In Paris, the first tennis club appeared in 1882 “Racing Club de France”, and the following year another – “Stade Francais”. In 1886, 10 clay courts for the l’île de Puteaux club were built on an island on the Seine, in the suburbs of the capital (not far from the Bois de Boulogne).

The port city of Boulogne-sur-Mer (in the north of France) became a pioneer in the organization of tennis competitions, on the clay courts of which from September 9 to September 13, 1888 5 players took part and all from Great Britain. Defeated Edgar John Chippendale.

Since 1890, two Parisian sports clubs “Racing Club de France” and “l’île de Puteaux”, with the largest number of courts and stands for spectators, became the main bases for holding tournaments, including those open to foreigners. In 1900, the Olympic tournament was held on the courts of these clubs.

And it was 1900 that marked the beginning of the rapid development of tennis at the world level. One after another, various tournaments and competitions began to appear. One of the most famous is the Davis Cup, which was first held in 1900 and in just a couple of years received the status of the official tournament of the Olympic Games level.

Laver cup

Today there are a huge number of well-known tennis tournaments, but this does not mean that in the world of tennis there is no place for new competitions and tournaments. Year after year, hundreds of professional tennis players try their luck and professionalism by participating in world-class tournaments. Therefore, it is usually difficult for novice tennis players or amateur tennis players to withstand such competition. For such cases, small competitions are created between tennis fans of a small skill.

But what about those who have already reached all heights? Certainly, world-wide stars win the same awards over and over again, winning the same cups. But in sports, as in any other business, new heights are needed. That is why new tournaments are being created, like the Laver Cup tournament.

Laver Cup – team exhibition tournament, which is held annually (starting in 2017), except for the Olympic seasons, in different places of the planet. The tournament will always use courts with a hard system in the arenas with a cleaning roof.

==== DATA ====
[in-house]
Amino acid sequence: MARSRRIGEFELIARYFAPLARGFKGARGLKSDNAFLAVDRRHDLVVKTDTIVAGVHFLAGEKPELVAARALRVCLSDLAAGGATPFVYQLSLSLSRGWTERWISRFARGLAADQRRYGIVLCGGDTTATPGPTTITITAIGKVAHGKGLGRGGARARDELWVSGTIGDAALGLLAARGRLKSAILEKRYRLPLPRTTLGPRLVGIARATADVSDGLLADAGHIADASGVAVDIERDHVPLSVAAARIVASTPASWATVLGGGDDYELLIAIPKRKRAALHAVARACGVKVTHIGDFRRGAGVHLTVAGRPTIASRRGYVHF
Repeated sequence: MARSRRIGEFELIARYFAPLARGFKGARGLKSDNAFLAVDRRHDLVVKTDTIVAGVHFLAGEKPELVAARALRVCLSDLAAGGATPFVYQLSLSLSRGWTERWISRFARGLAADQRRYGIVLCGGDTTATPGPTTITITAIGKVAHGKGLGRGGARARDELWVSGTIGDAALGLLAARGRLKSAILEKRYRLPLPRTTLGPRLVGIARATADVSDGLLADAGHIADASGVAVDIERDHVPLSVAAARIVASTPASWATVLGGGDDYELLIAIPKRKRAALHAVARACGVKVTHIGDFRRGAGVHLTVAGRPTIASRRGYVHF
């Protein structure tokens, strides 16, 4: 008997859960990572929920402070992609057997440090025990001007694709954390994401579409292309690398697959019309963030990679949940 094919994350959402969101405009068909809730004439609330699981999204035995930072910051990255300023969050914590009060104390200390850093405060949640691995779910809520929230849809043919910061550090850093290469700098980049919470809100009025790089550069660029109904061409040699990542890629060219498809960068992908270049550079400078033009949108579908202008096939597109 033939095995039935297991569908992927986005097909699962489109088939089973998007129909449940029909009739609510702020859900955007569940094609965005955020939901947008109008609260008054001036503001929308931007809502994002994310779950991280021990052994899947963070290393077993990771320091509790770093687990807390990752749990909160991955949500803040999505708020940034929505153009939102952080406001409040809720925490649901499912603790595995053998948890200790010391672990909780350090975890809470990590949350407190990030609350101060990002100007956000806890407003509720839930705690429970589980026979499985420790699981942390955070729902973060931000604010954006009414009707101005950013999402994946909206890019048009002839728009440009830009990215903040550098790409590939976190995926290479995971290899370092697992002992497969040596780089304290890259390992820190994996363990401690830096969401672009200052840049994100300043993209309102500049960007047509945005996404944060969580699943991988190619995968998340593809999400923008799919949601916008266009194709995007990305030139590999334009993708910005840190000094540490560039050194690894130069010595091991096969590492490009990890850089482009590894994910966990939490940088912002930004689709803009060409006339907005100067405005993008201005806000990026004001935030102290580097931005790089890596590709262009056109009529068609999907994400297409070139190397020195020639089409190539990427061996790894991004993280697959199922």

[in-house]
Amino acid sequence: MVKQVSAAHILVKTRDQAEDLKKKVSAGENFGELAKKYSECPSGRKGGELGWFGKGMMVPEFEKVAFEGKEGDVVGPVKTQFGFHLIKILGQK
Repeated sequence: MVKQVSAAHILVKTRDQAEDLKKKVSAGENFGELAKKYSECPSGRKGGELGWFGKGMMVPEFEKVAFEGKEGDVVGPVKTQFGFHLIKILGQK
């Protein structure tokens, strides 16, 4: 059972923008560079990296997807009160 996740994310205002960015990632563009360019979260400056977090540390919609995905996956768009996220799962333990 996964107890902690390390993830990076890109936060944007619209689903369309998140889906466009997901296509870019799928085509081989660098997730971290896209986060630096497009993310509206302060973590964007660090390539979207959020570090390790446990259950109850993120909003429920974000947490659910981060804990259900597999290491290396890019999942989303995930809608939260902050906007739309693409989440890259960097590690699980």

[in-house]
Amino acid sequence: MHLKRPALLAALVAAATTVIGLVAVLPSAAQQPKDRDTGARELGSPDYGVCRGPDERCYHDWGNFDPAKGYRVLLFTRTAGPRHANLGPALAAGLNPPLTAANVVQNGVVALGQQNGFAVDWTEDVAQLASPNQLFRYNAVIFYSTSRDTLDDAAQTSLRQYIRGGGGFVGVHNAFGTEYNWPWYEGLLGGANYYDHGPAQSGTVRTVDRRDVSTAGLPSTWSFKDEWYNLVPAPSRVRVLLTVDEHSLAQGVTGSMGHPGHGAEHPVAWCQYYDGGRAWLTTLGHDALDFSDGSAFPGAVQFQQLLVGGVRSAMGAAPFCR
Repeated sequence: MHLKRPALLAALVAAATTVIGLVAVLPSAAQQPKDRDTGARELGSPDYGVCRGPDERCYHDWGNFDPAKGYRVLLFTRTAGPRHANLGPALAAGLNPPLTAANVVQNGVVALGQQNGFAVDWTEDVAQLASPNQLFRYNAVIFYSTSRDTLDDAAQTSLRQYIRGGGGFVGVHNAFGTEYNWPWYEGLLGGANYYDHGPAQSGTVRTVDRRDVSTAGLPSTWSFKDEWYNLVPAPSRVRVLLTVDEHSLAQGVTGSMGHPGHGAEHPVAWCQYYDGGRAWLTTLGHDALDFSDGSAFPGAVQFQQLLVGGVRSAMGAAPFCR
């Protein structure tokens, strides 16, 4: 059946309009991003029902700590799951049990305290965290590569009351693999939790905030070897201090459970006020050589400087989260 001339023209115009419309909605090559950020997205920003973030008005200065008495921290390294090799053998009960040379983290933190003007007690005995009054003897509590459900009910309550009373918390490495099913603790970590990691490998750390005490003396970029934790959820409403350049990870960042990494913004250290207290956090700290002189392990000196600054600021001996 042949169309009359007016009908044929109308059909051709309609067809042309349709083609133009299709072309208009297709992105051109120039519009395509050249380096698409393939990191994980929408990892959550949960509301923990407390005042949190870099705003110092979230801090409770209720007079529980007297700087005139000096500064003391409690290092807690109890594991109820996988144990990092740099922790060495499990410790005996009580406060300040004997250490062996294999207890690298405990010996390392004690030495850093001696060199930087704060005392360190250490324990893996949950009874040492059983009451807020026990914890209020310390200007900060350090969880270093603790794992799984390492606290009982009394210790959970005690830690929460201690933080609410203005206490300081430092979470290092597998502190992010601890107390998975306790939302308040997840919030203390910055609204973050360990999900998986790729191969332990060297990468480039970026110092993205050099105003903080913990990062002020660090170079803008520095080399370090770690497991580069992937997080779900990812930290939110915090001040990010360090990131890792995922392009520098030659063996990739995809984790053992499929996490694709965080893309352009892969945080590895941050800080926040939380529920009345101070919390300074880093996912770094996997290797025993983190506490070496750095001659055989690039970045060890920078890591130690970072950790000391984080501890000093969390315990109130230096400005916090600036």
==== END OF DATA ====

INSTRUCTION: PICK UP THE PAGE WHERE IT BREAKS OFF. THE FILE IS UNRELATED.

The motto of the tournament “Pride. Honor. Trust. Respect”. The tournament was initiated by the sports agency “Team8” boutique (co-founders Tony Godsick and Roger Federer) on January 28, 2015 in Melbourne. Tournament Director Steve Zacks.

Two teams participate in the tournament: “Europe” and “World” (with the exception of players who are not included in the “Europe” team). Each team consists of 6 tennis players, four of whom qualify according to the ATP rating and two are chosen by the team captains (non-playing captains).

The tournament takes place within 3 days two weeks after the “US Open”. Every day there are three matches in singles and one in doubles (two singles in the day session, one single and one double – in the evening). According to the results of 12 matches the winner is determined. In the event of a tie, the decisive match is played. For each victory on the first day, the team gets one point, on the second – two, on the third – three.

In singles, each player is obliged to play one match and three more players (out of 6), at the option of the captain, play one more match. Match format: from 3 “tie-break sets”.

The pairs are completed before the start of the first day of the tournament and their composition does not change throughout the tournament. Each pair plays one match. The format of the doubles match: two “tie-break sets”, the decisive set – “super tie-break”

On the eve of each game day, the captains of the teams submit the tournament referee a list of players with the number in single matches and one of the pairs that have not played yet. In the list it is not necessary that the player with a higher rating stand at number 1. The captain of the teams does not know which team will have a rival team on this game day.

In the case of the decisive 13th match, the team captains form a pair in any composition immediately before the match. For participation rating points are not charged, but there are substantial fees.

August 24, 2015 in New York, the presentation of the first tournament. On it, Rod Laver announced the first captains and their assistants (vice-captains): in the team of “Europe” – Bjorn Borg and Thomas Enquist; in the team “World” – John McInroy and his younger brother Patrick.

On June 29, 2017 at the Cannizaro House Wimbledon Hotel in London, the trophy of the tournament was presented.

The cup is made of silver obtained after melting one of Laver’s first professional trophies – the US Championship. Handmade by jeweler Kevin Williams of the English company Thomas Lyte.

In 2017, the venue was the “O2 Arena” in Prague (September 22-24). Coverage of the court hard, unusual for tennis, dark gray.

For the team of “Europe” were: Rafael Nadal (1), Roger Federer (2), Alexander Zverev (4), Marin Cilic (5), Dominic Tim (7), Tomash Berdych (19). And for the team “Peace”: John Isner (17), Sam Querrey (16), Nick Kirios (20), Jack Seok (21), Denis Shapovalov (51), Francis Tiafo (72). For the team “World” was supposed to speak Juan Martin del Potro (24), but on the eve of the tournament was shot for health reasons. He was replaced by 19-year-old Francis Tiafoe.

For the first time in their career, two great tennis players Nadal and Federer played together! For the first time, since the introduction of the ATP computer rating (1973), the 1st and 2nd racket of the world in singles united in a pair!

Tennis fans in more than 200 countries of the world watched the first Laver Cup draw on TV, which was broadcast on ESPN, Tennis Channel, SuperTennis and SkySport.